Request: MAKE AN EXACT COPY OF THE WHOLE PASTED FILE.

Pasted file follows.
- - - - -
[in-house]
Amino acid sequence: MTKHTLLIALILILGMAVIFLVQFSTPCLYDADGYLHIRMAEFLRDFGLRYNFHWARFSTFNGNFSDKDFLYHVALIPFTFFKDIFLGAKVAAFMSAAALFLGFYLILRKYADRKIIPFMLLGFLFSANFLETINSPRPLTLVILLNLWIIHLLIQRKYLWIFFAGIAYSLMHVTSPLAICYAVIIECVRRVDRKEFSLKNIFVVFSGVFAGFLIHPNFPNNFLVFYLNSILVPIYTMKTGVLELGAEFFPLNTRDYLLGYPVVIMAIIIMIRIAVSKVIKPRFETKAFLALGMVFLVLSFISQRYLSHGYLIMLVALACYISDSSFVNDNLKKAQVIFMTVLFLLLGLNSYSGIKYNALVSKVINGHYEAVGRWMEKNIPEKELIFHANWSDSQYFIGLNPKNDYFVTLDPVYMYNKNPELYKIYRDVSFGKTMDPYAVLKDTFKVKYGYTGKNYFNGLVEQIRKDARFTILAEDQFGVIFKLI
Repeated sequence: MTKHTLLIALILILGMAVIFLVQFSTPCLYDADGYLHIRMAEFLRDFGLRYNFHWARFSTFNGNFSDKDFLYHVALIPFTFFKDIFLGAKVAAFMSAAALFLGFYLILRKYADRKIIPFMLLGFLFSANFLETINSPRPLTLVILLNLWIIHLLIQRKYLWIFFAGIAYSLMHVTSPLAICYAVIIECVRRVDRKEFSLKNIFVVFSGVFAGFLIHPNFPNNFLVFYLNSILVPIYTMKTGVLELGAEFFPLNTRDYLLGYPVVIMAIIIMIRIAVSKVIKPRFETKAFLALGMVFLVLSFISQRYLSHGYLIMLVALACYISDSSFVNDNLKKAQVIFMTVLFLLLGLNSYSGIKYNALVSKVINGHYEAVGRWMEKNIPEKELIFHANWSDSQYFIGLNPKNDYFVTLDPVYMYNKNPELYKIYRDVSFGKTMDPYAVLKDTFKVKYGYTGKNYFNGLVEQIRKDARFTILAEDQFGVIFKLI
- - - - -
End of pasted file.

[in-house]
Amino acid sequence: MTKHTLLIALILILGMAVIFLVQFSTPCLYDADGYLHIRMAEFLRDFGLRYNFHWARFSTFNGNFSDKDFLYHVALIPFTFFKDIFLGAKVAAFMSAAALFLGFYLILRKYADRKIIPFMLLGFLFSANFLETINSPRPLTLVILLNLWIIHLLIQRKYLWIFFAGIAYSLMHVTSPLAICYAVIIECVRRVDRKEFSLKNIFVVFSGVFAGFLIHPNFPNNFLVFYLNSILVPIYTMKTGVLELGAEFFPLNTRDYLLGYPVVIMAIIIMIRIAVSKVIKPRFETKAFLALGMVFLVLSFISQRYLSHGYLIMLVALACYISDSSFVNDNLKKAQVIFMTVLFLLLGLNSYSGIKYNALVSKVINGHYEAVGRWMEKNIPEKELIFHANWSDSQYFIGLNPKNDYFVTLDPVYMYNKNPELYKIYRDVSFGKTMDPYAVLKDTFKVKYGYTGKNYFNGLVEQIRKDARFTILAEDQFGVIFKLI
Repeated sequence: MTKHTLLIALILILGMAVIFLVQFSTPCLYDADGYLHIRMAEFLRDFGLRYNFHWARFSTFNGNFSDKDFLYHVALIPFTFFKDIFLGAKVAAFMSAAALFLGFYLILRKYADRKIIPFMLLGFLFSANFLETINSPRPLTLVILLNLWIIHLLIQRKYLWIFFAGIAYSLMHVTSPLAICYAVIIECVRRVDRKEFSLKNIFVVFSGVFAGFLIHPNFPNNFLVFYLNSILVPIYTMKTGVLELGAEFFPLNTRDYLLGYPVVIMAIIIMIRIAVSKVIKPRFETKAFLALGMVFLVLSFISQRYLSHGYLIMLVALACYISDSSFVNDNLKKAQVIFMTVLFLLLGLNSYSGIKYNALVSKVINGHYEAVGRWMEKNIPEKELIFHANWSDSQYFIGLNPKNDYFVTLDPVYMYNKNPELYKIYRDVSFGKTMDPYAVLKDTFKVKYGYTGKNYFNGLVEQIRKDARFTILAEDQFGVIFKLI